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Instructional Design vs Competency-based Training

Innovation in the training and accreditation of pilots represents a challenge for aviation authorities. Because of the requirement to act as guarantor of the safety of the national aviation network, authorities tend to be conservative and accreditation regimes based on hypothetical ‘worst-case’ scenarios (engine failure after take-off or on approach in bad weather, for example) have an apparent logic. However, as risks emerge in the operational environment, events get added to the training and testing schedule (‘upset recovery’, for example). These accretions result in congested training, given that airlines are reluctant to increase resources. The frustration with the ‘one-size fits all’ model, especially given that many of the events and manoeuvres rehearsed are rare in real life (because of the high reliability of the technology), has prompted a shift towards a competence-based approach in Europe. The incorporation of training models into supranational audit frameworks, such as the IATA Operational Safety Audit (IOSA), means that airlines have been presented with a patchwork of training models they can adopt. Unfortunately, the position is complicated by the fact that these different approaches are not simply substitutes, one for another.

The ID model and the ‘competency’ concept are probably better seen as overlapping rather than different approaches to developing effective training systems but, before we look at them in more detail, we need to reflect on the nature of airline training. Broadly speaking, initial pilot training takes a novice and turns them into a licence holder. Armed with their licence, new pilots have a body of knowledge about general principles and equipment and have demonstrated their ability to control a small aircraft. The next step is to apply that basic framework of understanding to a specific, usually larger and more complex, aircraft type while learning to operate in a commercial environment. Once established in the industry, pilots then consolidate their skills, broaden their abilities by learning new pieces of equipment and procedures and occasionally apply their skills to a new aircraft type. Airline pilot training, then, involves acquiring new skills and knowledge, extrapolating from that basic foundation to different aircraft types and then, once in employment, consolidating and reinforcing through practice. We should also note that pilots are required to periodically renew and validate their licences and ratings, which are their approvals to operate. The testing required by the state authority to renew a licence or rating is typically delegated to an airline or a flight school. The required internal company- specific pilot validation processes and the requirements of the state in relation to licence renewal and revalidation are often combined into single events. In Europe, for example, a LPC and an OPC can be satisfied with a single simulator profile. This duality of intent, while efficient, can sometimes blur the purpose of an activity.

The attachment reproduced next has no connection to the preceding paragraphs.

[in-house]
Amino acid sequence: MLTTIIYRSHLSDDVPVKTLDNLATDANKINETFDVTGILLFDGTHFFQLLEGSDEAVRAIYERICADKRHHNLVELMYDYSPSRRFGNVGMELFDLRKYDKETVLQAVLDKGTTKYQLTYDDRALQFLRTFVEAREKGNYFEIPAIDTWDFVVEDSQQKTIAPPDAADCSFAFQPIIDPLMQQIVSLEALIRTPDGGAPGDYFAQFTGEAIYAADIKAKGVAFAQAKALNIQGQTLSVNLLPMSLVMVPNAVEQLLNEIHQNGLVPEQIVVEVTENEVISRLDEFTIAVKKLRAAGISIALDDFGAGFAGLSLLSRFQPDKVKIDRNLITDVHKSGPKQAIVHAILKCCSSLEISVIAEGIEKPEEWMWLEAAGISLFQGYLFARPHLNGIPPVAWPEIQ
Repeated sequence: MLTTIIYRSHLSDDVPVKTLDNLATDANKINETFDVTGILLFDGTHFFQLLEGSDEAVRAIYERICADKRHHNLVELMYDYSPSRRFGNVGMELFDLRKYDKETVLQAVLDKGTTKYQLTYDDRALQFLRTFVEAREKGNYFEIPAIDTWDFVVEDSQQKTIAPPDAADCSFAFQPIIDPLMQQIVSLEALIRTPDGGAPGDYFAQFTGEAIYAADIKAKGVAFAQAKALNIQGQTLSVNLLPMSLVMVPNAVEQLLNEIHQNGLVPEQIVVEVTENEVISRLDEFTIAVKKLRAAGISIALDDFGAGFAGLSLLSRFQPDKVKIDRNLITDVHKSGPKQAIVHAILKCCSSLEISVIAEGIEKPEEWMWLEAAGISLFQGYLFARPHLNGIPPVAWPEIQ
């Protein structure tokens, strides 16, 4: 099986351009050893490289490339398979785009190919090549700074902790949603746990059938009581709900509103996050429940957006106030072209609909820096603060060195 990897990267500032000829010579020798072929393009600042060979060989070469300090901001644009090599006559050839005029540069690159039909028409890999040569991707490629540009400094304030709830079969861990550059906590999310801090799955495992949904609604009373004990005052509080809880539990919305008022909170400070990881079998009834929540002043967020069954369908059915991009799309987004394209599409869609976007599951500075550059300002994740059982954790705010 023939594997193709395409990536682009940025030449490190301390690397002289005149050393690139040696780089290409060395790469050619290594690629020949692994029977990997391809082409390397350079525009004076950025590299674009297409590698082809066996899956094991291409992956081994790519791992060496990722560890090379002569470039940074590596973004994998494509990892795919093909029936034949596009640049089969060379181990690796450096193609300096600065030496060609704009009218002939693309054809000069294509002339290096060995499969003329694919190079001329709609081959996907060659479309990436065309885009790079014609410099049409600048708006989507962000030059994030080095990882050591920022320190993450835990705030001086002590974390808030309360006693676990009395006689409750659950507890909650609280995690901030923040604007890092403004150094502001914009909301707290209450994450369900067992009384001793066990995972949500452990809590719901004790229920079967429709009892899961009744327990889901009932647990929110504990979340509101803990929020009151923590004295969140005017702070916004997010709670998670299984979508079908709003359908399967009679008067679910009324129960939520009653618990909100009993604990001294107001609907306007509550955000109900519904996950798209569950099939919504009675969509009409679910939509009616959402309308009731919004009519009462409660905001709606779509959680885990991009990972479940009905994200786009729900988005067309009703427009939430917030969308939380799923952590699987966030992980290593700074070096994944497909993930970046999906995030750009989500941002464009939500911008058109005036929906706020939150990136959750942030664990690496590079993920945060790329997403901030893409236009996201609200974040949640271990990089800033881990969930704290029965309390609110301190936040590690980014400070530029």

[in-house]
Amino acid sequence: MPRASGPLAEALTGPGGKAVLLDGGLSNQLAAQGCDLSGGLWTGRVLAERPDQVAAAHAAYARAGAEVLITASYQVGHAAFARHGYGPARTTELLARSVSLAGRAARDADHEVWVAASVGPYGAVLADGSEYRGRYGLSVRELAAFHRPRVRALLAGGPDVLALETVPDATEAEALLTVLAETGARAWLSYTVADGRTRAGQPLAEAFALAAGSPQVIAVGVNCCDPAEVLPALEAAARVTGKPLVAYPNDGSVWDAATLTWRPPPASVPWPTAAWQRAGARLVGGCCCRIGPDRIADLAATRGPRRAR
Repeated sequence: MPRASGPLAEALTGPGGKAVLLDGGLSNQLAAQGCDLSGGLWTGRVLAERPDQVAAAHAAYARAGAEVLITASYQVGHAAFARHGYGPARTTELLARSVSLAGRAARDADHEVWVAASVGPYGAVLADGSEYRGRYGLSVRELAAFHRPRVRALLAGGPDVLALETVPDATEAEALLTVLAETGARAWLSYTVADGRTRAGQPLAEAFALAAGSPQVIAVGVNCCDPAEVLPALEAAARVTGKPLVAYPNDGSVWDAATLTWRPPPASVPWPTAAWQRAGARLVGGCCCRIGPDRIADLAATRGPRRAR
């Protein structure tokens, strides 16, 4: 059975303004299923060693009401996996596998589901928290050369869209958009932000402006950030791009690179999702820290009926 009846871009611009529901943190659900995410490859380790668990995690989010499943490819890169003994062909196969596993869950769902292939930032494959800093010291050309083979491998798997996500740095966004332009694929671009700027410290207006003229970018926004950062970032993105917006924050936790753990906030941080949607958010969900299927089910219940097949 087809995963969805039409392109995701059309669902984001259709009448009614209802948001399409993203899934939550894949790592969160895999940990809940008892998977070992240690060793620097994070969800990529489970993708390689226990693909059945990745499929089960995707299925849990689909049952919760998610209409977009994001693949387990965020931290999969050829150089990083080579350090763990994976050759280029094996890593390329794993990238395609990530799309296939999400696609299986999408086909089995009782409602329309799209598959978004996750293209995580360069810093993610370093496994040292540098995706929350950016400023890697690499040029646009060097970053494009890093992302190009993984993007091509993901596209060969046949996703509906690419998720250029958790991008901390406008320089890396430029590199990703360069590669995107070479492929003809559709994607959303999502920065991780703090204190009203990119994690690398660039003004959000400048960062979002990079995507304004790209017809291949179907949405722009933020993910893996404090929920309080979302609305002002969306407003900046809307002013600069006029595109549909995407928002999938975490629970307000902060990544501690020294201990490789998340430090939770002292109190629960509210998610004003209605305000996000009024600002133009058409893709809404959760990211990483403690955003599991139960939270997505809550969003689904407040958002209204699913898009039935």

From this brief discussion, it is clear that initial training for the award of a licence or a rating differs from both the maintenance of skills once in employment and the periodic checking of proficiency through testing. All three areas of interest may fall under the generic umbrella of ‘training and checking’ but are different processes. The methods we use to design training for new hires will differ from the activities involved in developing in-service consolidation, and it is this distinction that seems to be at the root of much of the misunderstanding that surrounds ‘training’ as a function in airlines. And just to complicate matters, testing or ‘checking’ requires yet another approach.

Central to ID is the need for a task analysis (ТА) that describes the work done by a trained person. The ТА is used to create a set of training objectives that describe the skills and knowledge that underpin a performance. At the end of a training course, we can test against the objectives to see if the trainee has met the output standard. So, for a specific piece of, say, navigation equipment we might want to define some underlying theory, some general characteristics of navigation equipment, the broad functioning of a specific equipment installed in the training aircraft, its principles of operation, utilisation, interactions with other equipments, normal and reversionary modes and actions in the event of failure. With that fundamental knowledge base, the trainee can then gain experience by using the piece of equipment through practical training. Because ID deals with the training inputs needed to bring about change, the ТА can often be quite detailed.